Market sentiment is turning cautious as several risk factors come into focus for the fourth quarter, but for the moment the lofty year-to-date performance premium for US shares relative to the rest of the major asset classes endures.
Using a set of ETF proxies, American equities are the upside outlier for global markets. The Vanguard Total US Stock Market Index Fund (VTI) is ahead by 13.0% so far in 2023 through Friday’s close (Sep. 22). The next-best performance is a distant 7.9% gain for developed-markets stocks ex-US (VEA).
Meanwhile, several components of global markers remain underwater, including US real estate investment trusts (VNQ), which are currently posting the deepest loss for the major asset classes via a 4.1% decline.
For context, note that the Global Market Index (GMI), maintained by CapitalSpectator.com, is up 8.4% in 2023 — ahead of everything except US stocks. This unmanaged benchmark holds all the major asset classes (except cash) in market-value weights via ETFs and represents a competitive measure for global multi-asset-class-portfolio strategies.
Part of the reason why US shares have performed so well is a resilient economic foundation. Despite widespread expectations earlier in the year that a recession was approaching, US output has continued to grow. As noted last week, CapitalSpectator.com’s median nowcast for third-quarter GDP, based on several sources, currently tops 3% — a solid improvement over the 2.1% gain reported by the government for Q2.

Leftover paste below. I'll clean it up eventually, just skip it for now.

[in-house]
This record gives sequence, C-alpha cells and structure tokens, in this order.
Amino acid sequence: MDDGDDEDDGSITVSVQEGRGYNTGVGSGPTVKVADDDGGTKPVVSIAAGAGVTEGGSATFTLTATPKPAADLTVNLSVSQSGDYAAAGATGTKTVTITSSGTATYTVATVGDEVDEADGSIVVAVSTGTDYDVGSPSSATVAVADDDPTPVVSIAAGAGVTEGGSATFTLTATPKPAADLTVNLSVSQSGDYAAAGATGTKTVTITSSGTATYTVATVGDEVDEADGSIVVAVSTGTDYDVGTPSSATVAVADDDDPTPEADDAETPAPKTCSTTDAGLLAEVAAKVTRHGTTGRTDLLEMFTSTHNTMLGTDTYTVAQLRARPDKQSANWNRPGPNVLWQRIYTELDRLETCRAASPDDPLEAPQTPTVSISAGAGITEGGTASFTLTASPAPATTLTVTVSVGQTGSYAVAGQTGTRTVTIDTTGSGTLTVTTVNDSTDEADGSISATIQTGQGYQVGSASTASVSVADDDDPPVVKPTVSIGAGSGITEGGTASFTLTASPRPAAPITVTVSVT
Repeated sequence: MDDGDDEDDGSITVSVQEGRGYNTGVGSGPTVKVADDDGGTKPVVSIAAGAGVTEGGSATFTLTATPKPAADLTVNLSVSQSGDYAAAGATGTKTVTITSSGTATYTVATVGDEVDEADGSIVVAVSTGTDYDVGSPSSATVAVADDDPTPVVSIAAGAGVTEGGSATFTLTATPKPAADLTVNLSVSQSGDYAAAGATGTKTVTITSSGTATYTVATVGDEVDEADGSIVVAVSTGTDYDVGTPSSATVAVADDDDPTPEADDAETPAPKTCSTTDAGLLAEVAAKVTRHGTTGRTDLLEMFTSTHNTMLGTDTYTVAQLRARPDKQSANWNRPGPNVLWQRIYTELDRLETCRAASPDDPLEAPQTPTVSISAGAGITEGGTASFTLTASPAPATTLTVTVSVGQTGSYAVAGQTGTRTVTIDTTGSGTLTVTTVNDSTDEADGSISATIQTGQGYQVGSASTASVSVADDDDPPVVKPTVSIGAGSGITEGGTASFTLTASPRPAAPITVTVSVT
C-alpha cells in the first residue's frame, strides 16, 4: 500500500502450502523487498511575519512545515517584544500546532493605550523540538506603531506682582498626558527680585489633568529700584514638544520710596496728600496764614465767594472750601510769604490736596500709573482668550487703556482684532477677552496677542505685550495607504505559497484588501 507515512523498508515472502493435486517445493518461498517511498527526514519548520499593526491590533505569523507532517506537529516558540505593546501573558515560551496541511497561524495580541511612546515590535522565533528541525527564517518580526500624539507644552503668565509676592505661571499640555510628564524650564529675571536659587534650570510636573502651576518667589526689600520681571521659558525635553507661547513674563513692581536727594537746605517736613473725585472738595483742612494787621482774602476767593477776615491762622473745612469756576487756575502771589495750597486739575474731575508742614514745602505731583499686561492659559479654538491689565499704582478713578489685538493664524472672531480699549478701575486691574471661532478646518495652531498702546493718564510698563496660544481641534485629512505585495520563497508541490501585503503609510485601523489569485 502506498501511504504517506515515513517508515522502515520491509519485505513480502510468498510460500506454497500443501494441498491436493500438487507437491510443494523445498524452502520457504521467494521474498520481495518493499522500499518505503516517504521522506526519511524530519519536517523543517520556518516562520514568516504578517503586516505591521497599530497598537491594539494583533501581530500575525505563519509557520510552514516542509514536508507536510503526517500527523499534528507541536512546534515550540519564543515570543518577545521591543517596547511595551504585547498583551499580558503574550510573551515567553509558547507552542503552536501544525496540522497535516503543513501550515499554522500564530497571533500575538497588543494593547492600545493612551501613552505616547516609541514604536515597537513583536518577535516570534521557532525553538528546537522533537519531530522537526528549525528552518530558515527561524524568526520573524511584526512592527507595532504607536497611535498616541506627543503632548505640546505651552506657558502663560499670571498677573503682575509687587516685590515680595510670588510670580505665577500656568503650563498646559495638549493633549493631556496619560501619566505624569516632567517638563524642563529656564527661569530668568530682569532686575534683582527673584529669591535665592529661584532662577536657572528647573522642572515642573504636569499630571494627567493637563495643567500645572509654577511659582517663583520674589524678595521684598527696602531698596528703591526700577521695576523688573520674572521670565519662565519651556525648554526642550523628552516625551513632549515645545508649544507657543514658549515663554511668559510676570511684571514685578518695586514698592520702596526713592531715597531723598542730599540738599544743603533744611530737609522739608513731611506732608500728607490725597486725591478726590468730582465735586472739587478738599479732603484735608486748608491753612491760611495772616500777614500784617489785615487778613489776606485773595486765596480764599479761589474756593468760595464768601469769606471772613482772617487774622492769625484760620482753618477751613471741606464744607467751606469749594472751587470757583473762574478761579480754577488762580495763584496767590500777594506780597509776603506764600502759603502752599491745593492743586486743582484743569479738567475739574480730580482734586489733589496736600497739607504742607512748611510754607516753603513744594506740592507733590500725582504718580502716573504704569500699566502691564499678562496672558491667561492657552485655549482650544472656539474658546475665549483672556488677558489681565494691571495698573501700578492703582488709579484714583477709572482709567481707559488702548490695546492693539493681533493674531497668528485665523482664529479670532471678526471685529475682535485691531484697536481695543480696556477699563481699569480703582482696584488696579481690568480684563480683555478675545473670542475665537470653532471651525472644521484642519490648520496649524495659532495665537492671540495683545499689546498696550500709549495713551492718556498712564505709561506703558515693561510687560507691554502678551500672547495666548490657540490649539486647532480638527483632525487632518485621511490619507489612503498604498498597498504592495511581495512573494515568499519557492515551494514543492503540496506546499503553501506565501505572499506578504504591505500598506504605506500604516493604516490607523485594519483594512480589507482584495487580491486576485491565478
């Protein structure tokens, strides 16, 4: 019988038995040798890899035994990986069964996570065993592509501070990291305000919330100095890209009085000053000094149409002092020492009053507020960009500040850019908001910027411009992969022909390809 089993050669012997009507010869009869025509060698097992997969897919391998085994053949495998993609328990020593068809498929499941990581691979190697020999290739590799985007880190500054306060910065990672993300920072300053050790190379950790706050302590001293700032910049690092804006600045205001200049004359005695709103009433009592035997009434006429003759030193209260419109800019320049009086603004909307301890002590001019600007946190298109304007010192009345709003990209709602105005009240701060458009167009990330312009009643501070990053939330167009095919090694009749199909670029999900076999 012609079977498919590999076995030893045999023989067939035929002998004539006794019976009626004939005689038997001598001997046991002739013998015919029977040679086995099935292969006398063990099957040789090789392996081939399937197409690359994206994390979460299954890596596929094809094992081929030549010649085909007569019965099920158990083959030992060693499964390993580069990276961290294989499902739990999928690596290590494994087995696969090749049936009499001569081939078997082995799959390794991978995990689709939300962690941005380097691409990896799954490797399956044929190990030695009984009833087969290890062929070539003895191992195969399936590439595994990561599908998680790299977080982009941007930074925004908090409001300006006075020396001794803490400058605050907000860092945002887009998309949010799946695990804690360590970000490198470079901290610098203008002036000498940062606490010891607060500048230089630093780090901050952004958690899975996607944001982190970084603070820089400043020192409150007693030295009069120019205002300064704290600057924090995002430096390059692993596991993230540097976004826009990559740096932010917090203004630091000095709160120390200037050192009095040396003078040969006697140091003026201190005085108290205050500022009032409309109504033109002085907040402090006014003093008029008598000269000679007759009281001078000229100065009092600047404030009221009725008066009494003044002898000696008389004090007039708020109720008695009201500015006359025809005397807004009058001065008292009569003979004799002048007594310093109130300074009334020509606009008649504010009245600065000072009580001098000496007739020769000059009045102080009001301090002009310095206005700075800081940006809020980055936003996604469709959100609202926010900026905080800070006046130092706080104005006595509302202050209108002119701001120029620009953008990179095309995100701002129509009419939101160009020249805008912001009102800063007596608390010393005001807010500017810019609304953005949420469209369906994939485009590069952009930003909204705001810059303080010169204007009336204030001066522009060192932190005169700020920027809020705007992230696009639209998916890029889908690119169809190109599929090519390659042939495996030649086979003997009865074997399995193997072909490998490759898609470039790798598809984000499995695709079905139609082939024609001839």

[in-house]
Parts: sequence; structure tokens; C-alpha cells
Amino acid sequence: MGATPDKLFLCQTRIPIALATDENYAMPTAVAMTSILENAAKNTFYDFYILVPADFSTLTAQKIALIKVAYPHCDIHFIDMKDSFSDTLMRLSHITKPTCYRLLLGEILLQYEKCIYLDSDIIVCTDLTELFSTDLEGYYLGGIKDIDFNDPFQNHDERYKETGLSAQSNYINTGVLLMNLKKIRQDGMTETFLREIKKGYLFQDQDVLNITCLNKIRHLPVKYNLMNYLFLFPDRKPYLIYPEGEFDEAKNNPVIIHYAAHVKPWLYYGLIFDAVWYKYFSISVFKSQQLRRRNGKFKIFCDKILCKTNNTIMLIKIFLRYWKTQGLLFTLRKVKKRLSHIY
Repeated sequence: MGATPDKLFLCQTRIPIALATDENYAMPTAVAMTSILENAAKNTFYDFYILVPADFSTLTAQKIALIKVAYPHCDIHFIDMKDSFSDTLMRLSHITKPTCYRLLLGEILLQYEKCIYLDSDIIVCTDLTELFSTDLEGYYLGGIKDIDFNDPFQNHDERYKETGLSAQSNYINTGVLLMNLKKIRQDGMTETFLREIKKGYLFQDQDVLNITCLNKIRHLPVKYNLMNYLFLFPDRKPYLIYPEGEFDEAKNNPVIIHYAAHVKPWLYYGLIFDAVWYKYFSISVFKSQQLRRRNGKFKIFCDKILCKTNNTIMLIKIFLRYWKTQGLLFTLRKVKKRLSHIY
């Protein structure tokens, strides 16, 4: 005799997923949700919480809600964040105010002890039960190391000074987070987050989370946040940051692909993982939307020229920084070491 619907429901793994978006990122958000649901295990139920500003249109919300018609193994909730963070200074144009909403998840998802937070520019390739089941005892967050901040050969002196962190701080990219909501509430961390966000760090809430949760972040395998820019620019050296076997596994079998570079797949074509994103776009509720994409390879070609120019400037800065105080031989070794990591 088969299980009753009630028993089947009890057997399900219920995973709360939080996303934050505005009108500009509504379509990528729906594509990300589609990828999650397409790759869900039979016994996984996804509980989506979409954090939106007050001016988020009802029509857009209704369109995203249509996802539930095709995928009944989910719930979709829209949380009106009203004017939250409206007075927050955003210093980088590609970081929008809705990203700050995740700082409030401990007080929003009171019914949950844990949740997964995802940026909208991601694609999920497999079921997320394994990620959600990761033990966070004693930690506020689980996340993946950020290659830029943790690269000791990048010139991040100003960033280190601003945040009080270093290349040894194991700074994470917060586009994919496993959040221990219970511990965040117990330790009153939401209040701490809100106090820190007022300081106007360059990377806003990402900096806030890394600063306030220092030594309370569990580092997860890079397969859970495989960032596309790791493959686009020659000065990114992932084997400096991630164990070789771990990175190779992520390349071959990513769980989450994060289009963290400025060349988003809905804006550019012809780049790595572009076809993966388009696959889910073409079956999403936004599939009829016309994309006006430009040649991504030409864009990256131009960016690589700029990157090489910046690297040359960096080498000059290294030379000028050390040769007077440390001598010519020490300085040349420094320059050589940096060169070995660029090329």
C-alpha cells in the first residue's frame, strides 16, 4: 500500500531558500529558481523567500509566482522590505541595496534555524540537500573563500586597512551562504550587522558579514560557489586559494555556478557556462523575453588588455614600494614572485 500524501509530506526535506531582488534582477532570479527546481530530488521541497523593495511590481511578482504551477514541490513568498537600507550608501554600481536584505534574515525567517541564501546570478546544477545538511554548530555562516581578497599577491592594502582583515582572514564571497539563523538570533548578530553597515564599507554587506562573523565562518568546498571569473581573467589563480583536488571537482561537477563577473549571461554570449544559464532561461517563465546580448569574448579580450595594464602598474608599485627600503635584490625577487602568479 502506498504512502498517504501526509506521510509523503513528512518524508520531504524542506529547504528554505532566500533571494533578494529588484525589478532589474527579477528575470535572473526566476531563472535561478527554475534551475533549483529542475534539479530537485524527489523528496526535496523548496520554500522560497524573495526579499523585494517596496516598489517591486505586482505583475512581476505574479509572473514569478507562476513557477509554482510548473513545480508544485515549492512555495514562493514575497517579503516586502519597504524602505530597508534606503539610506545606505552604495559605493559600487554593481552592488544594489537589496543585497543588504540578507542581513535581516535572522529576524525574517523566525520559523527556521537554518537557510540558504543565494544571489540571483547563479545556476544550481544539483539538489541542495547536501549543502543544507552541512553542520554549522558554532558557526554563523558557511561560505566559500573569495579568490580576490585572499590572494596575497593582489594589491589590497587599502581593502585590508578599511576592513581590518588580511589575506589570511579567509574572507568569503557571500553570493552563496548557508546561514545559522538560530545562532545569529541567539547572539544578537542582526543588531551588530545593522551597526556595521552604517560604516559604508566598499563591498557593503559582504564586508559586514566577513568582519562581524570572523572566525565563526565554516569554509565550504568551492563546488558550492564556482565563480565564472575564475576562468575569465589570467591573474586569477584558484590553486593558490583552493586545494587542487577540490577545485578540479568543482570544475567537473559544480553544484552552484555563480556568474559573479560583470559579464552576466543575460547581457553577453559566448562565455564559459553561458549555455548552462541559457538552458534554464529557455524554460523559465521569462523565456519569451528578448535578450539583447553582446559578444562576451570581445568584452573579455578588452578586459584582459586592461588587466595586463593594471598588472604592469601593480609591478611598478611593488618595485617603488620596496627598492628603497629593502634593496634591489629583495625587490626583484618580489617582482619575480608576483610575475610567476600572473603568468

But several risk factors are brewing for Q4 and threaten to create stronger headwinds for the markets and the economy. As The Wall Street Journal reports today: “Among the possible challenges this fall: a broader auto workers strike, a lengthy government shutdown, the resumption of student loan payments and rising oil prices.” Gregory Daco, chief economist at EY-Parthenon says “It’s that quadruple threat of all elements that could disrupt economic activity.”
Nicholas Sargen, an economic consultant for Fort Washington Investment Advisors, adds that in the longer run the US faces challenges related to government spending. “Looking ahead, the biggest challenge will be to wean the economy off massive increases in government spending,” he predicts. “Over the past 15 years, the ratio of government debt to GDP has doubled from 60 percent to 120 percent.”
It’s unclear how soon, if ever, the US fiscal imbalance will create trouble for the stock market. Meanwhile, American equities continue to outperform. Even for analysts who think a US recession is still a risk for the near term, leadership in US companies remains a hardy perennial so far.
“With earnings season only a few weeks away, we’re not seeing a lot of companies adjusting their earnings and revenue goals lower,” says Kim Forrest, founder and chief investment officer at Bokeh Capital Partners. “We don’t know when the recession is coming — eventually it will — but the largest US companies aren’t signaling an immediate threat.”
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